Table of contents
What is an expression?
How does it work?
The expression class used in iLand was originally developed for the Picus model and aims at a high performance for repeated executions. Expressions are parsed only once and converted to an internal "program" which can be executed with very little overhead. When using more complex mathematical functions (e.g. exp()), the overall performance is comparable to hard coded C++.
Types of variables
The meaning of a variable name within an expression depends on the context. There are three main cases:
- Expressions bound to "Objects" e.g. to Trees. In that case, the variable names are defined by the respective object. If an expression is bound to trees, one can use context sensitive variables like "dbh" or "volume" for trees. Depending on the context, this can be tree variables, resource unit variables, or sapling variables.
- named variables: the names of variables are fixed programmatically. E.g: a expression with two named parameters ("x", "n") to calculate a weight could be "x/n" or more sophisticated "x*x/n*n"
- unbound variables: In that case the name of the variable can be chosen freely. The value for the variable is set during the model execution and depends on the context. Example: the expressions for the calculation of biomass compartments (allometric equations) has one parameter (dbh). Valid expression are, e.g.: "0.1*dbh^2" or "0.1*d^2" or "0.1*fish^2".
Basically, expressions can consist of basic arithemtic operators, variables and functions. The basic operators +,-,* and / work as expected (incl. precedence rules). Additionally, the caret "^" can be used for power functions (e.g. x*x can be written as x^2). Parentheses work as expected (e.g. (a+b)*c is different from a+(b*c)).
Floating point numbers must use the dot (".") for constants (e.g. 0.001). The comma "," is used to separate arguments in function calls.
Expressions can be used to evaluate logical expressions, i.e. expressions with a result value of either "true" or "false". Operators for logcal expressions are "and" and "or". Logical expressions are typically used to filter or select from a set of objects based on a criterion. E.g.: using the expression "dbh>30 and (stress>0.5 or leafarea<1)" as a filter, would result in a list of large, but stressed trees.
Logical and "mathematical" operators can be used together: every non-zero value is evaluated as "true", zero (0) as "false". 'true' and 'false' are also available and internally converted to 1 and 0, respectively. Hence, a logical "not" can be expressed as ex
Expressions provide a basic support for constants. A constant is a system-defined name with a fixed value that can be used instead of the numerical value. Currently, the species names / IDs are available and linked to the numerical index of the species for the current run:
Therefore, you can use, e.g., 'species=Tsme' in a management-filter expression (having 'Tsme' as the ID of one tree species). Note, that no apostrophs are required. 'Tsme' is replaced with the numerical value (e.g. '1') during parsing time of the expression.
The general form of function is:
functionname(list of arguments)
Generally, mathematical functions are executed without checking for the validity of the arguments (e.g. division by 0, or tan(pi/2)).
|sin(x)||the sin of x, x as radians.||sin(x)|
|cos(x)||the cosine of x, x as radians||cos(x)|
|tan(x)||the tangens of x, x as radians||tan(x)|
|exp(x)||exponential function, e(1)=2.7182...||exp(-k*LAI)|
|ln(x)||the logarithm of base e, ln(2.7182...)=1||ln(x)|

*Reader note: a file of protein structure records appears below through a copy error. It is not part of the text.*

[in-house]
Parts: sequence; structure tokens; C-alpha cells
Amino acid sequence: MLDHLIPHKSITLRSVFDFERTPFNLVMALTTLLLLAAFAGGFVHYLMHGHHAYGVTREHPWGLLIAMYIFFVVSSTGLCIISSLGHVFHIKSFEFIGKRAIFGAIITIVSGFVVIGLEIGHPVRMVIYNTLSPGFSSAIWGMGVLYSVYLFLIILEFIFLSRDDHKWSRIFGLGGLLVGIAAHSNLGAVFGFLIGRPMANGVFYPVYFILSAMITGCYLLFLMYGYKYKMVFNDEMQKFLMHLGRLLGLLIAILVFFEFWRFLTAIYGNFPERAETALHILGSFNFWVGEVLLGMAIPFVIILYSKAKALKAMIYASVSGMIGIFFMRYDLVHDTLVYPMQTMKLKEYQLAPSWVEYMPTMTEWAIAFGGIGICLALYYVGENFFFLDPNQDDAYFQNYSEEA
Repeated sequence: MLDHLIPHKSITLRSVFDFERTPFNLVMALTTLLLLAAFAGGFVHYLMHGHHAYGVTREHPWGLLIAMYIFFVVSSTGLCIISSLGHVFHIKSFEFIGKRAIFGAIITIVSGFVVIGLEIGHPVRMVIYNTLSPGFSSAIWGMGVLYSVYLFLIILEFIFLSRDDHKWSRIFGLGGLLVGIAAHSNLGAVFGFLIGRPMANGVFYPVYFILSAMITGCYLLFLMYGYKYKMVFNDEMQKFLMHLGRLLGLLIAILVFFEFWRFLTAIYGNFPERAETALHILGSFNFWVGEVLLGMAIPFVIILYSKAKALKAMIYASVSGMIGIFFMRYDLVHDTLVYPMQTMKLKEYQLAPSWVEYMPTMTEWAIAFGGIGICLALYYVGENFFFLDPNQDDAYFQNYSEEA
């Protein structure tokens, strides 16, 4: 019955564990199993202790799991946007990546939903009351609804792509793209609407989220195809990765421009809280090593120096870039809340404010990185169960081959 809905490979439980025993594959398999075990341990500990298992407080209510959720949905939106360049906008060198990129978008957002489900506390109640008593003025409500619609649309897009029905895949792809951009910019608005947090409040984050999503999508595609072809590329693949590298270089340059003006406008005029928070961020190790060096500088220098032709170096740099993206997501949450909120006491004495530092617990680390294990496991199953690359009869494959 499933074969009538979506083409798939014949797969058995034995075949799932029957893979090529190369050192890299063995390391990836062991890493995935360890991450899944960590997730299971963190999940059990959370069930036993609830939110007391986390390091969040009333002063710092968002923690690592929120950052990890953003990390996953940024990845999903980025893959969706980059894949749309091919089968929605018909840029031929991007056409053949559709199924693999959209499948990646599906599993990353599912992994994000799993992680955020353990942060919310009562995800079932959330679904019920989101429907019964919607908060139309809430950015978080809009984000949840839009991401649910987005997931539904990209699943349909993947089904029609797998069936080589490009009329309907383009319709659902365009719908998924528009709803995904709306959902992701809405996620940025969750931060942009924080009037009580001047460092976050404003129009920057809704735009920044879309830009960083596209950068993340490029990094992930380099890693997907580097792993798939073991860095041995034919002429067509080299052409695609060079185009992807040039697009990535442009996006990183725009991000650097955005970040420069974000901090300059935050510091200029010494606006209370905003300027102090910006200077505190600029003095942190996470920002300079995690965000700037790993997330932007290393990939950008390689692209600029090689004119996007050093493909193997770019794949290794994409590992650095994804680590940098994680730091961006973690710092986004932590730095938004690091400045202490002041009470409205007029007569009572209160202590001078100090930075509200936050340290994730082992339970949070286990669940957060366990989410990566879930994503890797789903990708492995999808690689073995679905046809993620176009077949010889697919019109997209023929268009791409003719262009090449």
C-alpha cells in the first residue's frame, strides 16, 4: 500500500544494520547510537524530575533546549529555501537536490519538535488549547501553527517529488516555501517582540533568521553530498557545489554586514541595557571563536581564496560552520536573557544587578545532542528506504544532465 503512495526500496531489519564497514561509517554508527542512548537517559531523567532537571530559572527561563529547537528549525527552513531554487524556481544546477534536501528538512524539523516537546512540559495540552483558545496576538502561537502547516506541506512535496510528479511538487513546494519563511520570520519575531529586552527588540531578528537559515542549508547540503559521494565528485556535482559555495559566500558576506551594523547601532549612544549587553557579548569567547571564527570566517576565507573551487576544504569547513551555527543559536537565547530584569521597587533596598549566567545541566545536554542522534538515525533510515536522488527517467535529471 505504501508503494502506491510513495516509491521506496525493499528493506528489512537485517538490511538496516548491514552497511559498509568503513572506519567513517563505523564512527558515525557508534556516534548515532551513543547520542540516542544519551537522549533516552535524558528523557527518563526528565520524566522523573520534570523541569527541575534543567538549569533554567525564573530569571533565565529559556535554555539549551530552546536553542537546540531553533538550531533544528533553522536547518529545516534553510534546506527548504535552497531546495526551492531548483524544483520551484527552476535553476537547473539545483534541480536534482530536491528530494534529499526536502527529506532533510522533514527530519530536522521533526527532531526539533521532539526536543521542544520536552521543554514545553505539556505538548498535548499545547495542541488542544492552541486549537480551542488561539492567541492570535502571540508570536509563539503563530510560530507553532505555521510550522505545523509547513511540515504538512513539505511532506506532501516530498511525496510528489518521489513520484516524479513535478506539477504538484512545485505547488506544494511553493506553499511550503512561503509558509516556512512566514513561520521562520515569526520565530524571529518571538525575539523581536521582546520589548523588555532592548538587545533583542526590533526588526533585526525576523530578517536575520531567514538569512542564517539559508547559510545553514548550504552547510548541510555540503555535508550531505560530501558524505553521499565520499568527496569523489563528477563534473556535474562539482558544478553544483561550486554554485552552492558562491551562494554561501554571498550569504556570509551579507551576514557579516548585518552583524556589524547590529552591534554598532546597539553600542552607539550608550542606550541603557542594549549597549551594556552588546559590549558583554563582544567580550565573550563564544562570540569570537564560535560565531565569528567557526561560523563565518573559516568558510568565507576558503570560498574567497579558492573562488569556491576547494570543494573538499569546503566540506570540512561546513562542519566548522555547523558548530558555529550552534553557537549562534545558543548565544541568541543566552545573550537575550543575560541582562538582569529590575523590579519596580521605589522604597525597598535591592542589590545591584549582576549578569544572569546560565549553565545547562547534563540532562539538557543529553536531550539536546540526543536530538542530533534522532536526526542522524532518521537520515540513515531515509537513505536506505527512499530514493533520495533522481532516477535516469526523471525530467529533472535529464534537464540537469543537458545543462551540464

|sqrt(x)||the square root of x (equivalent to x^0.5)||sqrt(x)|
|mod(x,y)||return the modulo (remainder) of x/y. e.g. mod(13,10)=3||if(mod(id,2), 1, 0)|
|round(x)||Returns the integral value that is nearest to x, with halfway cases rounded away from zero.||round(x)|
|min(x1,x2,...,xn)||returns the minimum value of the arguments. Argument count must be >1 and <10||min(x,0)|
|max(x1,x2,...,xn)||returns the maximum value of the arguments. Argument count must be >1 and <10||max(min(x,1),0)|
|if(condition, true, false)||logical if-then-else construct. if "condition" is true, the "true" is returned, "false" otherwise. E.g.: a abs()-function: if(x<0;-x;x). Note that both clauses are calculated in every case!||if(x<0;-x;x)|
|in(value, arg1, arg2, ... , argn)||returns true if value is in the list or arguments, false otherwise.||in(year,100,200,300)|
|incsum(fn)||when used in SQL like expressions (e.g., management, the function incsum cumulates its value over several calls. See the management functions mean and sum functions.||incsum(basalArea)<40|
|polygon(value, x1,y1, x2,y2, x3,y3, ..., xn,yn)||return is: y1 if value<x1, yn if value>xn, or the lineraly interpolated numeric y-value.||polygon(x, 0,0, 1,0.5)|
|sigmoid(x, type, param1, param2)||The value of "sigmoid" curve at x. The type of curve is designated by type with the two parameters param1 and param2. 0: logistic, 1: Hill-function, 2: 1-logistic, 3: 1-hill||sigmoid(x, 0, 10, 100)|
|rnd(from, to)||returns a uniformly distributed random function between from and to.||rnd(0,1)|
|rndg(mean, stddev)||returns a random number drawn from a Gaussian normal distribution with 'mean' as the mean value 'stddev' as the standard deviation.||rndg(0,1)|
- create an output only every 10 years:
To improve the calculation performance in certain situations, expressions can use precalculated function results to interpolate a function numerically. This works best for expressions with one variable and a defined range for the input, but also an implementation for expressions with two variables is available.
For complex mathematical expressions the linearized version is up to 10 times faster than the regular expression engine.
The linearization is globally enabled/disabled by the switch system.settings.expressionLinearizationEnabled in the project file. Note, that this feature must be explicitly enabled for each expression used in the source code.